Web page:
“Cabin crew, prepare for landing,” the command came through the public-address system, filling the silent cabin of the early-morning flight from Belgrade to Podgorica. “Landing where??” I wondered, for I had only seen dramatic mountains, partially covered in snow, and some lakes.
The short flight from Serbia’s to Montenegro’s capital was more of a scenic flight than a means of transport. The sun broke through the clouds only intermittently, putting the mountains in a dark, eerie light. Whenever the sun had prevailed, it didn’t take long for the mountains to forcefully pull back their cloudy cover, asking for another thirty minutes of sleep. Now I understood where the name came from: Montenegro, the black mountains.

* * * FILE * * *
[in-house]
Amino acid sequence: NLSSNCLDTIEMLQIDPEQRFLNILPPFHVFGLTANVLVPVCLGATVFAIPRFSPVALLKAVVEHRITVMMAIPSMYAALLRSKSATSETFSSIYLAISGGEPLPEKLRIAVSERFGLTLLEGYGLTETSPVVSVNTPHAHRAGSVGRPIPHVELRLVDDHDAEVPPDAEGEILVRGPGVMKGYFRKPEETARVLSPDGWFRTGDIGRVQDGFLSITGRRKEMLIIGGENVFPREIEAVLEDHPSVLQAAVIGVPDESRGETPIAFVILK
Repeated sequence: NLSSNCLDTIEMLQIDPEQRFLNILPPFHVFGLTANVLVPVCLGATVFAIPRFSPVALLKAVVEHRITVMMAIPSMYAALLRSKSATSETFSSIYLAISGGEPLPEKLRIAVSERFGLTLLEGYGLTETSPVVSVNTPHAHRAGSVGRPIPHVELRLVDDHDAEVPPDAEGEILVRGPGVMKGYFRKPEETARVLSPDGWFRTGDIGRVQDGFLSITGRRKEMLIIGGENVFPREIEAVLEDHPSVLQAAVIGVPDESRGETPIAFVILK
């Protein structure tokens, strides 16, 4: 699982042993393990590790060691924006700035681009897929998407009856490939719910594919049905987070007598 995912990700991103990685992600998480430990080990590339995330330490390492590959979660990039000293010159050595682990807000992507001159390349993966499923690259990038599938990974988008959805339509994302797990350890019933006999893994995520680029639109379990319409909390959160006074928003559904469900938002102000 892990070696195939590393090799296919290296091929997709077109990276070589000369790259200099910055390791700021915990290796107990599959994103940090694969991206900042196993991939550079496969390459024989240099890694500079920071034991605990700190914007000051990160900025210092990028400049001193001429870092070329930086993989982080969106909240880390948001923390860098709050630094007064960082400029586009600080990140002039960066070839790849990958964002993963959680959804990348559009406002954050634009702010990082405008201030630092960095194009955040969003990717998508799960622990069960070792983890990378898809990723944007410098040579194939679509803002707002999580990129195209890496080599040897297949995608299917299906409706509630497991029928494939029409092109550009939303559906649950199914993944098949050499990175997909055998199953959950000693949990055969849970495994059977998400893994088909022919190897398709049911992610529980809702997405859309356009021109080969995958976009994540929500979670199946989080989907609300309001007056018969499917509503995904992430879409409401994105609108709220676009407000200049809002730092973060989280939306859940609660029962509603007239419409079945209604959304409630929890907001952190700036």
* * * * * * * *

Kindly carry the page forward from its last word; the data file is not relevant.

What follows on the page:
Even the little airport had the feeling of a mountain resort to it. In a country like this, it must have been easy to decide on the location of the airport. You pick the only flat part of land that you can find and expropriate the farmer who owns it. The airport code TGD is a reminder of the Yugoslav past: Titograd.
Unfortunately for you, I like to check in all my luggage, including my camera, because I prefer boarding the plane with nothing more than a book, so I could only take a photo after leaving the airport. Needless to say, I regretted my decision.
On the return flight from Tivat to Belgrade I took the camera on board, but on that day it was too cloudy.